In Sunday school, we learned Woman was the cause for our pain. As we grew, we learned to direct blame using other terms: “asking for it,” “slut,” “whore.” I used to be afraid of the kind of words that will later echo through dreams, but I discovered that the lack of speech can be more terrifying. I had never before seen a glare implying I deserved a place on the earth less than the boy who thought he deserved access to my body. I told myself I was asking for it, and the girls who knew looked at me like they agreed.
“If you just set people in motion they’ll heal themselves.”
I would wake covered by blankets of sweat and tears. He was on top of me, he was behind the door, he was lurking in the basement still and I couldn’t breathe. The only respite I clung to was the knowledge that he was no longer on the other side of the wall. Outside of my room, however, nothing felt guaranteed. His yellow shirt was reflected in the window when he came to stand behind me and caused my vision to go blurry. I used the last of my breath to call campus safety. My friend bought me a pint of ice cream, but I couldn’t bring myself to eat it, so it sat in a plastic bag on the table and melted completely.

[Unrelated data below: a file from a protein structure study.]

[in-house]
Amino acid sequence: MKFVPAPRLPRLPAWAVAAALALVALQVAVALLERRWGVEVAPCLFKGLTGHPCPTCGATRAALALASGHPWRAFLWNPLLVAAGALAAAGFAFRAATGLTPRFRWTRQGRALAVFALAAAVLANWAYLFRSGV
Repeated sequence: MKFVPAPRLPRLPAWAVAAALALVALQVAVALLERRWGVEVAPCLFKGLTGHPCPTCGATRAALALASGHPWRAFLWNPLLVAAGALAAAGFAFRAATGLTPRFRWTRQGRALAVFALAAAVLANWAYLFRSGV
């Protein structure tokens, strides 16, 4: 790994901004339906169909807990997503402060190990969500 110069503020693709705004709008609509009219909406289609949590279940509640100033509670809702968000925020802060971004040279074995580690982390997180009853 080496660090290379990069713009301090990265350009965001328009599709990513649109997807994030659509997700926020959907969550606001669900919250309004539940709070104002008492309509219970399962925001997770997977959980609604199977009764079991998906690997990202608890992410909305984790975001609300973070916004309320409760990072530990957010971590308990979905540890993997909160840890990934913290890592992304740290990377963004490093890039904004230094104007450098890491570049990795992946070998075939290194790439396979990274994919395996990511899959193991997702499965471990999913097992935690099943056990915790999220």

We were locked in a safe room, and Ash started screaming. Kate burst into tears. Marlo told us her story. The four of us performed an exorcism and pretended we could remove the ghosts from the room so we could finally sleep. A copy of a restraining order application was waved around the room, our version of sage.
I don’t remember the name of the store or even the area we went to for the sake of distraction. I bought a mug with llamas carrying fruits and baskets on them. It was supposed to be for the sake of the concept everyone kept talking about in the forums I had fallen into on the internet full of pieces of what used to be girls: self-care. I still didn’t understand what the concept meant, and I still cannot quite claim to. It might have something to do with pictures of feet pressed to the wall of a bathtub or a glass or chardonnay or maybe a lavender diffuser. It could also have something to do with the concept of sleep, but that’s never been something I’m good at.